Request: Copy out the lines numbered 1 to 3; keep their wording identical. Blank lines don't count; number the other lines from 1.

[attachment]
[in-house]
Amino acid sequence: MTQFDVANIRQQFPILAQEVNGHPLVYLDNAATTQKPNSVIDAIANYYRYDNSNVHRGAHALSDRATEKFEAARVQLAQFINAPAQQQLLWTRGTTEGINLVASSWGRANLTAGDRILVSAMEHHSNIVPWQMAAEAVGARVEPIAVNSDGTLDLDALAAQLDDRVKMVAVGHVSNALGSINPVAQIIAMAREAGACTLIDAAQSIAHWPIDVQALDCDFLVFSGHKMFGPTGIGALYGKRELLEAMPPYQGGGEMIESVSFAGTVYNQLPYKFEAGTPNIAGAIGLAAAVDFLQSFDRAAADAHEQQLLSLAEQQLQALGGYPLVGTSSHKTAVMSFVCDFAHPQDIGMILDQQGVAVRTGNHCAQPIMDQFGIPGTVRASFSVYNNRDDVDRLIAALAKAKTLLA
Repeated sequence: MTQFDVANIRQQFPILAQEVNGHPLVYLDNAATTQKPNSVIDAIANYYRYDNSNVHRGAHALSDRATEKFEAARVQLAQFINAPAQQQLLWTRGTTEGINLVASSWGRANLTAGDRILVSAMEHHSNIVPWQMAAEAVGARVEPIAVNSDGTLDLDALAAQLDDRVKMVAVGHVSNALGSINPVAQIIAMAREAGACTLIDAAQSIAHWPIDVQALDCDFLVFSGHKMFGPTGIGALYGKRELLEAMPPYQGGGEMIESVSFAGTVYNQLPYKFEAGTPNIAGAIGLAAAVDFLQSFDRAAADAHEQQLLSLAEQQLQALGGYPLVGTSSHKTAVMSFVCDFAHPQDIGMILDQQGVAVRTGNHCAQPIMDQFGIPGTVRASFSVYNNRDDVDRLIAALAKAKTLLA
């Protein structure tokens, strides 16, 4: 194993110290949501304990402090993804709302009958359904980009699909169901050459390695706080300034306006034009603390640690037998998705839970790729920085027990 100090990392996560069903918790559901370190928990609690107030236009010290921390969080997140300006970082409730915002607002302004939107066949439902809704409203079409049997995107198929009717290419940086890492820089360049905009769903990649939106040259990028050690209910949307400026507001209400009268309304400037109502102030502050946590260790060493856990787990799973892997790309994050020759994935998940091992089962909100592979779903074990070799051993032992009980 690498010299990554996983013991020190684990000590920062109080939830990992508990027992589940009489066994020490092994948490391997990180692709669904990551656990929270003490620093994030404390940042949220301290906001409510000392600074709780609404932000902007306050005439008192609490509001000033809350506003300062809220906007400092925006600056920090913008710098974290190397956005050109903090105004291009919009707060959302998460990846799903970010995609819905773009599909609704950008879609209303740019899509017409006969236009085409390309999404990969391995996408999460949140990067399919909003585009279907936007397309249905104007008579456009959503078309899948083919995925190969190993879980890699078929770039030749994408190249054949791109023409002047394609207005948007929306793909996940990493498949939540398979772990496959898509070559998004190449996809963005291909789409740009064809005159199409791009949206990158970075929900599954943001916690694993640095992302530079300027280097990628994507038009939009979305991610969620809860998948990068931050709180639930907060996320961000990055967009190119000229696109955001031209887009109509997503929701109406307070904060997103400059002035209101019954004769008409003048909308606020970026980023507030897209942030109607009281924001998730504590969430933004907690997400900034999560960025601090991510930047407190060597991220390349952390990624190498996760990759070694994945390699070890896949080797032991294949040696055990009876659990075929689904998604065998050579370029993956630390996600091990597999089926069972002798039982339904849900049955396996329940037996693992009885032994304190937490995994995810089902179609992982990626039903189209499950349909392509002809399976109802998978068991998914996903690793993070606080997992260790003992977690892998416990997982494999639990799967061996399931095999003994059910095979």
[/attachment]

[in-house]
Amino acid sequence: MTQFDVANIRQQFPILAQEVNGHPLVYLDNAATTQKPNSVIDAIANYYRYDNSNVHRGAHALSDRATEKFEAARVQLAQFINAPAQQQLLWTRGTTEGINLVASSWGRANLTAGDRILVSAMEHHSNIVPWQMAAEAVGARVEPIAVNSDGTLDLDALAAQLDDRVKMVAVGHVSNALGSINPVAQIIAMAREAGACTLIDAAQSIAHWPIDVQALDCDFLVFSGHKMFGPTGIGALYGKRELLEAMPPYQGGGEMIESVSFAGTVYNQLPYKFEAGTPNIAGAIGLAAAVDFLQSFDRAAADAHEQQLLSLAEQQLQALGGYPLVGTSSHKTAVMSFVCDFAHPQDIGMILDQQGVAVRTGNHCAQPIMDQFGIPGTVRASFSVYNNRDDVDRLIAALAKAKTLLA
Repeated sequence: MTQFDVANIRQQFPILAQEVNGHPLVYLDNAATTQKPNSVIDAIANYYRYDNSNVHRGAHALSDRATEKFEAARVQLAQFINAPAQQQLLWTRGTTEGINLVASSWGRANLTAGDRILVSAMEHHSNIVPWQMAAEAVGARVEPIAVNSDGTLDLDALAAQLDDRVKMVAVGHVSNALGSINPVAQIIAMAREAGACTLIDAAQSIAHWPIDVQALDCDFLVFSGHKMFGPTGIGALYGKRELLEAMPPYQGGGEMIESVSFAGTVYNQLPYKFEAGTPNIAGAIGLAAAVDFLQSFDRAAADAHEQQLLSLAEQQLQALGGYPLVGTSSHKTAVMSFVCDFAHPQDIGMILDQQGVAVRTGNHCAQPIMDQFGIPGTVRASFSVYNNRDDVDRLIAALAKAKTLLA